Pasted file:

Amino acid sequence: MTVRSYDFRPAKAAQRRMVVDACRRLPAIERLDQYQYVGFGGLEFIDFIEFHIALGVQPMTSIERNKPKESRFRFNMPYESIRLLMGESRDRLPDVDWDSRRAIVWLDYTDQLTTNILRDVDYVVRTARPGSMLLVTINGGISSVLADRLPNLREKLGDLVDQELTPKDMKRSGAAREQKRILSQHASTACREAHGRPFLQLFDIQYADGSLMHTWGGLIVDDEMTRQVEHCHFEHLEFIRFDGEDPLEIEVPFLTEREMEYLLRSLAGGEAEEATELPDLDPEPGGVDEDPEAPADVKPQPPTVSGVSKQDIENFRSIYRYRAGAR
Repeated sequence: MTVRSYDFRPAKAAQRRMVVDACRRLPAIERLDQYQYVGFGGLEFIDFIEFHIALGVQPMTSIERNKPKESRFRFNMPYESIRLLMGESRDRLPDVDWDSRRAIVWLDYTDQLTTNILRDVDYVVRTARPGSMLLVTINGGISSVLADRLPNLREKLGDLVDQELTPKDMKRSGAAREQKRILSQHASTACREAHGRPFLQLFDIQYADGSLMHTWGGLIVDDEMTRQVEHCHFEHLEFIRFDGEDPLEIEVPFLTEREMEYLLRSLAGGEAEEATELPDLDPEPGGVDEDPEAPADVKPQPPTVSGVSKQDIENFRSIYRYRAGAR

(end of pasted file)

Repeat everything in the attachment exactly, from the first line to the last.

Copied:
Amino acid sequence: MTVRSYDFRPAKAAQRRMVVDACRRLPAIERLDQYQYVGFGGLEFIDFIEFHIALGVQPMTSIERNKPKESRFRFNMPYESIRLLMGESRDRLPDVDWDSRRAIVWLDYTDQLTTNILRDVDYVVRTARPGSMLLVTINGGISSVLADRLPNLREKLGDLVDQELTPKDMKRSGAAREQKRILSQHASTACREAHGRPFLQLFDIQYADGSLMHTWGGLIVDDEMTRQVEHCHFEHLEFIRFDGEDPLEIEVPFLTEREMEYLLRSLAGGEAEEATELPDLDPEPGGVDEDPEAPADVKPQPPTVSGVSKQDIENFRSIYRYRAGAR
Repeated sequence: MTVRSYDFRPAKAAQRRMVVDACRRLPAIERLDQYQYVGFGGLEFIDFIEFHIALGVQPMTSIERNKPKESRFRFNMPYESIRLLMGESRDRLPDVDWDSRRAIVWLDYTDQLTTNILRDVDYVVRTARPGSMLLVTINGGISSVLADRLPNLREKLGDLVDQELTPKDMKRSGAAREQKRILSQHASTACREAHGRPFLQLFDIQYADGSLMHTWGGLIVDDEMTRQVEHCHFEHLEFIRFDGEDPLEIEVPFLTEREMEYLLRSLAGGEAEEATELPDLDPEPGGVDEDPEAPADVKPQPPTVSGVSKQDIENFRSIYRYRAGAR